Flagler County has no manatee-protection plan. The Florida Fish and Wildlife Commission has been looking to develop one. That usually means speed zones on the Intracoastal Waterway. Boaters don’t like speed zones. But some sort of plan looked inevitable once the commission started working on a protection plan. A local advisory committee was named in accordance with law to react to the state’s plan.
Fish and Wildlife’s initial proposal would have created speed zones along 6.7 miles of the Intracoastal’s 18-mile Flagler portion. Facing stiff opposition from local politicians, including the full weight of the Flagler County Commission—whose staff made no bones about whose sides it was on: the boaters—and a majority of the members of the local rules review committee, Fish and Wildlife compromised down to 3.8 miles of speed zones, and a much narrower manatee season when the speed zones are in effect.
- Flagler Whacks Proposed Speed Zones on Intracoastal as Manatee Advocates Protest
- Flagler Manatee Committee Report Concludes: Against Speed Zones. Just “Education.”
- FWC Staff’s Proposed Rules
- Hanging With Manatees
- Flagler Power: From Bunnell By-Pass to Weigh Station to A1A Seawall, FDOT Retreats
The Fish and Wildlife Conservation Commission board heard the compromise today at its meeting in St. Augustine—and rejected it. The seven-member board directed its staff to go back to the negotiating table (or the drawing board) and compromise again with boating advocates.
“This is not uncommon, that’s why we have these meetings,” Fish and Wildlife spokeswoman Joy Hill said. “They want our folks to go back out and work more with the county, with the stakeholders.”
The outcome is unexpected, however. The commission staff’s recommendations were expected to hold sway at today’s meeting, particularly in light of the compromises the recommendations represented. Had the commission accepted the recommendations, they would have triggered public hearings and final approval at the commission’s November meeting in Naples. Instead, the commission now expects to have a reworked plan, presumably more in favor of Flagler County’s position than the commission’s own staff, to be presented at that November meeting.
For Flagler, it is only the latest in an impressive string of victories against state projects (or presumptions) planned for the county. In April, the county’s joint governments beat back a State Department of Transportation plan to build a sea wall in Flagler Beach. Earlier this year, a similar joint government effort beat back a DOT plan to build a sizeable weigh station on U.S. 1, near Royal Palm Parkway in Palm Coast. On Tuesday, the Palm Coast City Council celebrated beating back objections by the Department of Community Affairs to two massive new developments on the west side of the city. The county had not expected to prevail over Fish and Wildlife. County commissioners spoke openly of the commission’s likelihood of doing what its staff would recommend.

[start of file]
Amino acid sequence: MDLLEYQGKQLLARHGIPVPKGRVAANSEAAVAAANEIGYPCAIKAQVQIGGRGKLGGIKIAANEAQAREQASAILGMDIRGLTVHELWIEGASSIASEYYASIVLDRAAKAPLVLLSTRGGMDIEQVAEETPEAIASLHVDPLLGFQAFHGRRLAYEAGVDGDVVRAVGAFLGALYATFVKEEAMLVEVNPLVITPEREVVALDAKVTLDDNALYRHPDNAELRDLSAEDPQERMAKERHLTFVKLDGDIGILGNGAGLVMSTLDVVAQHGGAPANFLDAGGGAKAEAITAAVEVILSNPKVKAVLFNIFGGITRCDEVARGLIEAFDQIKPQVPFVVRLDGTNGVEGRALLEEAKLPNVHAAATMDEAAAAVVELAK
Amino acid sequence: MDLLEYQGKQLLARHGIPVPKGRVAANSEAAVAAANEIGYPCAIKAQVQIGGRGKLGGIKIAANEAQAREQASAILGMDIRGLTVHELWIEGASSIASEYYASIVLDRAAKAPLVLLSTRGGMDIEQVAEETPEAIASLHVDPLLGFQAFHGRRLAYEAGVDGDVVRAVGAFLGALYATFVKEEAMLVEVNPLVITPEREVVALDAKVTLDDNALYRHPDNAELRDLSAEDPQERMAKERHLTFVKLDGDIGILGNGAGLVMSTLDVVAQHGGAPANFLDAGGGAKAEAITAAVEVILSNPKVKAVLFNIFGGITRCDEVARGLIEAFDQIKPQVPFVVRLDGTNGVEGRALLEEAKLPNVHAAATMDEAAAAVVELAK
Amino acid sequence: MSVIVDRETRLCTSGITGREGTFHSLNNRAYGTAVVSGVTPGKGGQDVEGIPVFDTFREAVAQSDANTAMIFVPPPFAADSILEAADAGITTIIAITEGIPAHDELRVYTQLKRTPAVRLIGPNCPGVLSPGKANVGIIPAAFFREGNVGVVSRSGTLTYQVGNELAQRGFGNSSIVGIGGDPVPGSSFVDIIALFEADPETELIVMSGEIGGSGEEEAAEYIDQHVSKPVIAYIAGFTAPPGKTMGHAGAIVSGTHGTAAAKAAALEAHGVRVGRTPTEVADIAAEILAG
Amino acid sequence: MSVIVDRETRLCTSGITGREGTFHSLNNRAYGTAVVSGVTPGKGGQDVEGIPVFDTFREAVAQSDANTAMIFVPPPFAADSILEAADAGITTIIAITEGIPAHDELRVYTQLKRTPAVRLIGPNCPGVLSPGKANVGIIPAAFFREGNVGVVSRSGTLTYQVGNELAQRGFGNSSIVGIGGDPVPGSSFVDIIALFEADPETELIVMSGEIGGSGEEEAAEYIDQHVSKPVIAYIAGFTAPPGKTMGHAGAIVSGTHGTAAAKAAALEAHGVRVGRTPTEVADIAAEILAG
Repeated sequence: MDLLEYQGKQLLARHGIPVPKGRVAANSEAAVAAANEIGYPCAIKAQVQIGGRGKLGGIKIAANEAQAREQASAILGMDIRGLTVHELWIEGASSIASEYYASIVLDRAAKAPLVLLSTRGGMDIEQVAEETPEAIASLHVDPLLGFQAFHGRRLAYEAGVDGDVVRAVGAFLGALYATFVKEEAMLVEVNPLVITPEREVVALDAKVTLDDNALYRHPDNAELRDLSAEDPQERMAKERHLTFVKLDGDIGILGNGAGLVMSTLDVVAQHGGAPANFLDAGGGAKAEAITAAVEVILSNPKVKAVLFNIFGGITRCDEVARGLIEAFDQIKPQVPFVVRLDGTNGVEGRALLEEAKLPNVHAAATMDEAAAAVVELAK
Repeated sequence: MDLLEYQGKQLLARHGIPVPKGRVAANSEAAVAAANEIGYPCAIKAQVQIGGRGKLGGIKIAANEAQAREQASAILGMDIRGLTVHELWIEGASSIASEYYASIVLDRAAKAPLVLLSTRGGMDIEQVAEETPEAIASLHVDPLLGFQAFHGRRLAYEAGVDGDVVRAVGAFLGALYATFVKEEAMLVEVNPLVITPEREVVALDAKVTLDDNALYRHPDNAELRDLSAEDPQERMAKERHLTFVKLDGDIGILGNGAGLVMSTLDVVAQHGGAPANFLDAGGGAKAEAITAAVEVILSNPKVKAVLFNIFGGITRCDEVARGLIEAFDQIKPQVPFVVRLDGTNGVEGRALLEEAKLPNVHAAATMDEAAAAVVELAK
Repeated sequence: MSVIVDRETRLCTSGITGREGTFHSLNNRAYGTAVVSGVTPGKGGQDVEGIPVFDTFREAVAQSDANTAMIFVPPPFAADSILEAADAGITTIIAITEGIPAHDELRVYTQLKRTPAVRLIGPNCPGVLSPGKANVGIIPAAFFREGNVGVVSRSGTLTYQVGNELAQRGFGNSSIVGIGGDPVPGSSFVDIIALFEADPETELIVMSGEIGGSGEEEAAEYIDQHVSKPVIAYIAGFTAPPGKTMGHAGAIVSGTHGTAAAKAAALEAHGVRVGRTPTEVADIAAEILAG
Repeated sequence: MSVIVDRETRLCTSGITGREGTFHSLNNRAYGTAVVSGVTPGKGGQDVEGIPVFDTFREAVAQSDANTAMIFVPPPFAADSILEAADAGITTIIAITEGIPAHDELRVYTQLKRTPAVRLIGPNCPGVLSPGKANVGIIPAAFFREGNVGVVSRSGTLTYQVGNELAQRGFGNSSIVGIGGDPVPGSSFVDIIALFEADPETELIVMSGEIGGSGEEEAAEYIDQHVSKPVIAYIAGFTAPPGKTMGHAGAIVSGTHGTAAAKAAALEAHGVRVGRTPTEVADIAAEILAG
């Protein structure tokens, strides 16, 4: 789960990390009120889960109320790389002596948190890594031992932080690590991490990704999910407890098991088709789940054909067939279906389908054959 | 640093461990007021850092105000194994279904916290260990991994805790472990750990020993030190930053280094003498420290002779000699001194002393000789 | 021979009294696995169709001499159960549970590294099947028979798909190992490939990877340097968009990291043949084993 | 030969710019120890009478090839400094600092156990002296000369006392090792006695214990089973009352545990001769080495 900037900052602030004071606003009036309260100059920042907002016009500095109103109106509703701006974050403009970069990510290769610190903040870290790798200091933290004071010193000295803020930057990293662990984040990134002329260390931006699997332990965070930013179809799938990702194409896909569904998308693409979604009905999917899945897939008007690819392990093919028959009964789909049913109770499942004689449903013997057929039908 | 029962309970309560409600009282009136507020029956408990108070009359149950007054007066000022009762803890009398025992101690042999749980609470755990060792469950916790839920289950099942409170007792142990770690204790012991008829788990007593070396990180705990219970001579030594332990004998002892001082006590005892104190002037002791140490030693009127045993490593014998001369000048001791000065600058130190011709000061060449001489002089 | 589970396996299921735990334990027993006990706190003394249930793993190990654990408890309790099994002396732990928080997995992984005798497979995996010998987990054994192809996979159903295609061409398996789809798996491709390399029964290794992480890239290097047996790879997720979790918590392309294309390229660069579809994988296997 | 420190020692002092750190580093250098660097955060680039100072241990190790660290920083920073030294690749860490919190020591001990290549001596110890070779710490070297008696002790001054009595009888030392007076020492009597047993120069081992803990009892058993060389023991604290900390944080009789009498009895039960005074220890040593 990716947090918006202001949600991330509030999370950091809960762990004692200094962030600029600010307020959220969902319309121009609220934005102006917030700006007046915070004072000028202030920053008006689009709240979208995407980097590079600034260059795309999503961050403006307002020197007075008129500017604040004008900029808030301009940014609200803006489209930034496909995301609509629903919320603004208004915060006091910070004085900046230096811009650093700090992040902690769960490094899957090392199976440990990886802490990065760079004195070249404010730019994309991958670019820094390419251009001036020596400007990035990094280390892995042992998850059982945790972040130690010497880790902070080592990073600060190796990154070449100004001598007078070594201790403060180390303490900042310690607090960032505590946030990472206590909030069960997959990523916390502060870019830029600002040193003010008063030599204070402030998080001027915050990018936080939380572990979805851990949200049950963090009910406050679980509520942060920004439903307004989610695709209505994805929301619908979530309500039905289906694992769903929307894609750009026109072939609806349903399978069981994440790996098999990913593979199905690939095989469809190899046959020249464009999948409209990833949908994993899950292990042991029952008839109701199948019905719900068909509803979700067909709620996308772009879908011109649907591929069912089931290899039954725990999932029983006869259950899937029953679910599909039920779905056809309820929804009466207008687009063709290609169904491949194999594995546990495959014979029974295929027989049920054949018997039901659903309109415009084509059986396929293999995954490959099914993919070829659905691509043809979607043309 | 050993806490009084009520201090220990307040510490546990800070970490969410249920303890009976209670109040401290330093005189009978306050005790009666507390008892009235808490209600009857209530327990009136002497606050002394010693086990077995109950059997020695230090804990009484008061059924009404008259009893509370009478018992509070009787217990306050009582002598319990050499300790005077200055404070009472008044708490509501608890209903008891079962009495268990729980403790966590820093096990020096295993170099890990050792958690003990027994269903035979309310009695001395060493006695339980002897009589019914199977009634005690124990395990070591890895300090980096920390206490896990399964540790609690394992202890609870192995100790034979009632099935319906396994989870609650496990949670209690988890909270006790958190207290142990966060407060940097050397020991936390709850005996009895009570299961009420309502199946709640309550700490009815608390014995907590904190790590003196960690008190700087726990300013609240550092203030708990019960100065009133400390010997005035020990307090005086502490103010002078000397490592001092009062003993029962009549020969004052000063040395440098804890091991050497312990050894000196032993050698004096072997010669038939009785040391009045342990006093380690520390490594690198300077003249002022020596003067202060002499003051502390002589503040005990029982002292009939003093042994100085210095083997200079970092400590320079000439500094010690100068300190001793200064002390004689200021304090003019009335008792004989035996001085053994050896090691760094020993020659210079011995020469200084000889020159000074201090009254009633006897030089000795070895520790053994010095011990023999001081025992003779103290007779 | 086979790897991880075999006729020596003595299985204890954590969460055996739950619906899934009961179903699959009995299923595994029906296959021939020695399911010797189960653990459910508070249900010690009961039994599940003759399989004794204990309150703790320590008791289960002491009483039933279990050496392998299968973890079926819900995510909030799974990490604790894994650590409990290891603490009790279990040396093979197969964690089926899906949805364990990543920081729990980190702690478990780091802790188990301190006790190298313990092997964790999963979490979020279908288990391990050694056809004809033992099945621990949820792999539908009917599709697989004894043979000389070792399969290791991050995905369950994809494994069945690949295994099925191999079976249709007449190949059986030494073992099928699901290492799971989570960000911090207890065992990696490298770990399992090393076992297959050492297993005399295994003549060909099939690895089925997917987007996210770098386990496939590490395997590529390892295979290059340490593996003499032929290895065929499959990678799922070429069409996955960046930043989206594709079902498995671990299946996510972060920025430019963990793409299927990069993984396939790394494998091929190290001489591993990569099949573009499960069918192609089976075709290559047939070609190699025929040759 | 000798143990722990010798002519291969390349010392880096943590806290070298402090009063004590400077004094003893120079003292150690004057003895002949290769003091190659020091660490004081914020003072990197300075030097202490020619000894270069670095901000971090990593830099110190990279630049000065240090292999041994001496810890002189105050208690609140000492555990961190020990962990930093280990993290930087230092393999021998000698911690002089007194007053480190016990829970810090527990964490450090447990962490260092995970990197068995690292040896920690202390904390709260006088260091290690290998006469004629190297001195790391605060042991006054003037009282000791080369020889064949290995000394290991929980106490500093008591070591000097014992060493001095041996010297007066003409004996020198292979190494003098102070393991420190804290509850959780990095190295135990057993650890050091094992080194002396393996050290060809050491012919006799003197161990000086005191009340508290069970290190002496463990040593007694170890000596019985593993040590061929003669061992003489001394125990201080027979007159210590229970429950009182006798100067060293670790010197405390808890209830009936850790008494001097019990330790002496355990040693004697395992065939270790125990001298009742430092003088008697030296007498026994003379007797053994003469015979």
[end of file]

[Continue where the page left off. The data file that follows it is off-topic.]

The Flagler County administration tried to win over the Flagler Beach Commission to its case, hurriedly asking for—and being granted—a special meeting of the city commission on Monday to win approval of a resolution supporting the county’s position. The county didn’t get it. Commissioners resented the last-minute tactic and tabled the matter, though as it turned out, the county got much of its way with the wildlife commission anyway.
Manatee advocates saw Wednesday’s action as a clear setback.
“It’s really preposterous the level that FWC was willing to go to to try to accommodate the county,” Katie Tripp, the Save the Manatee Club’s director of science and conservation, said. “I’m pretty disappointed in the FWCV commissioners.” Tripp pointed to a sharp reversal during the meeting when, earlier, on another issue, commissioners made a point of standing by staff recommendations, only to reverse course on the manatee matter. “Then manatee staff get up and present this proposal and they completely disrespect them,” Tripp said.
Tripp was one of nine people who spoke in favor of the commission staff’s recommendations (though at least two had favored adopting the staff’s original recommendation, for 6.7 miles of speed zones, not the latter, watered down version). Others included Palm Coast’s Jane Culpepper and Don White of the Environmental Council of Volusia and Flagler counties. The county countered with its attorney (Al Hadeed), Palm Coast Mayor Jon Netts, himself a boater, Doug Baxter, who heads the local chamber of commerce, and Richard McCleery, also a boater. The Flagler portion of the meeting took place in the middle of the afternoon, lasting about an hour.
Netts welcomed the outcome. “It’s a compromise, so that’s probably a good thing,” he said, though he stressed that he was by no means opposed to speed zones. “I’m not so much interested in whittling down” the proposed speed zones further, he said, “but I really like what we call the split channel.” The county is proposing to split various segments of the Intracoastal into slow zones on one side and 25 to 30 miles per hour zones in the other, essentially halving any risk to manatees.
The county has been arguing all along that one manatee death per year (the average recorded by Fish and Wildlife data) does not warrant drastic action on the Intracoastal, especially in light of a manatee population that’s returned to much healthier levels than where it was 20 years ago. Netts doesn’t credit the speed zones for that. “Coincidence is not cause and effect,” he said. “The manatee population could have increased totally independent of the speed zone.”